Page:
“That leads to our second point. Frankly, we are unable to think of anything the working group might discuss that would fit within any of the OMA exemptions allowing for executive sessions. To the contrary: The working group’s mission of recommending how to help ‘achieve proper implementation and enforcement’ of the CSA is precisely the sort of policy discussion that is meant to occur in open session, not behind closed doors.
“Because we fear the current language might give working group members a misleading impression, we urge that this sentence be deleted. But if the issue is to be addressed at all, we would suggest that the resolution instead specify the opposite – that the working group ‘shall not be permitted to enter executive session.’”
At the May 1 Providence City Council Ordinance Committee meeting,the CSA Working Group was completely reinvented. The problematic language the ACLU objected to was taken out and one additional person was added to the group, a community member appointed by the Providence City Council President Luis Aponte. The CSA Working Group was given a new purpose as well: identify “issues of concern and problems, identify proposed solutions, propose and create recommendations, take all appropriate evidence and testimony and provide a written review and report” to the Ordinance Committee.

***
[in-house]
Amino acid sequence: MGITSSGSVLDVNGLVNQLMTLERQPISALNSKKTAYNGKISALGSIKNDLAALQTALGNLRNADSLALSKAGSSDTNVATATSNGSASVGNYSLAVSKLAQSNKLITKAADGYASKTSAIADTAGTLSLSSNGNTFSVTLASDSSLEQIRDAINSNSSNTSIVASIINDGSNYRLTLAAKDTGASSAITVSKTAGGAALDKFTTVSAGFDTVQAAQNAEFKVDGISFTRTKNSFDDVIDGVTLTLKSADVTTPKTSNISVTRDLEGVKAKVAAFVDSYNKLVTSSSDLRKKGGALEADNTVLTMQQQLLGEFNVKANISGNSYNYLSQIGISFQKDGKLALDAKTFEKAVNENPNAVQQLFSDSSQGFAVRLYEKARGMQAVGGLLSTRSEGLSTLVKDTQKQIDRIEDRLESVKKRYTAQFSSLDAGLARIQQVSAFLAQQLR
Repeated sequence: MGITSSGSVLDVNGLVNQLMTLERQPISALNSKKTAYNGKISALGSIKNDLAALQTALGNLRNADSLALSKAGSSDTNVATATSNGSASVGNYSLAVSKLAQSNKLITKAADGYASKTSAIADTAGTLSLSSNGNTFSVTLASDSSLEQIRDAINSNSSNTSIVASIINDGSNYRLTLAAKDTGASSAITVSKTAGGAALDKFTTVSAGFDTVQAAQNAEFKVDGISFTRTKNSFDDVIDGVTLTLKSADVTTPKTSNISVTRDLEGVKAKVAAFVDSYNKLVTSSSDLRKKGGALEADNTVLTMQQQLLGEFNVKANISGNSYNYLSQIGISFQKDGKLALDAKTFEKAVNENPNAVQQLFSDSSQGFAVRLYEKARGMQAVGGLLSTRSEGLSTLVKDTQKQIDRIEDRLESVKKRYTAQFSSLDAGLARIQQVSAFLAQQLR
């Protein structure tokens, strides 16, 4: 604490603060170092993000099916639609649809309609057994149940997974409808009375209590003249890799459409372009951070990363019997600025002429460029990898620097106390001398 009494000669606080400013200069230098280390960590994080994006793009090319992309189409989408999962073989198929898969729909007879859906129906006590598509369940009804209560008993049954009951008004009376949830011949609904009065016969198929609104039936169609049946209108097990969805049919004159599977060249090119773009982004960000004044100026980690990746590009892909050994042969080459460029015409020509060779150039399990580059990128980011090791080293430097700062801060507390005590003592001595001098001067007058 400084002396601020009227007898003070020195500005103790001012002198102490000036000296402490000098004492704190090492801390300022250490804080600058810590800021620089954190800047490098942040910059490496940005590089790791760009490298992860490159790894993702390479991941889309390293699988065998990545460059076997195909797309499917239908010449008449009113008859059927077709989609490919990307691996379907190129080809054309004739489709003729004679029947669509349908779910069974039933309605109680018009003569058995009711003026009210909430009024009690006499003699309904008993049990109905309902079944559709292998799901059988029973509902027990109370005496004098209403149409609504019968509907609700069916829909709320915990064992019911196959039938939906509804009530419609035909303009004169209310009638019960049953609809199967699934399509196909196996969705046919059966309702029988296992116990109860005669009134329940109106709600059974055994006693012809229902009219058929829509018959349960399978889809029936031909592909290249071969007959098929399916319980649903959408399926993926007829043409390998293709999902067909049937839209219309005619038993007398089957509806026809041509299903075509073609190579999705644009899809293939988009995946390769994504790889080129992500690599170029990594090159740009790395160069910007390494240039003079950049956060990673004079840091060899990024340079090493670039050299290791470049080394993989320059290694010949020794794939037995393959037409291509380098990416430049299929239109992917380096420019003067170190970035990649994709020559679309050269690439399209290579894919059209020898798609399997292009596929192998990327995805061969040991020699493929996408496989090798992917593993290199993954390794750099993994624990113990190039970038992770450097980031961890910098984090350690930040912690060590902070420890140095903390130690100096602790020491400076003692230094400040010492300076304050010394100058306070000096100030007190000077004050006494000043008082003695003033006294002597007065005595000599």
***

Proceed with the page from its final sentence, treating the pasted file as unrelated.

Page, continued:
Councilor Mary Kay Harris (Ward 11) successfully lobbied for the inclusion of three community members rather than just one and that amendment was swiftly adopted. Harris is a major contributor to and advocate for the CSA.
Ordinance Chair Hassett said that he had a brief conversation with the FOP President Boehm about the police union’s missed opportunities for input on the CSA. According to Hassett, Boehm conceded that the Providence FOP had made a mistake in not engaging with the CSA process when they had the chance.
Hassett also said, referring to the CSA, “This is not going to get watered down. I can say that with big eyes.”
Another issue brought up at the meeting was section 409 of the Home Rule Charter. Section 409 says that “no ordinance may be so amended before its second passage as to change its original purpose.” Hassett said that in his twenty years on the council, that rule has always been interpreted as “significant” change, and that he didn’t think any changes made to the CSA would be in violation of the rule.
“On June 1st we cast our votes and it becomes law,” said Hassett.
“Maybe,” said Harris.
“No,” said Hassett, “I think it’s going to go. That’s my view.”
You can listen to that meeting here: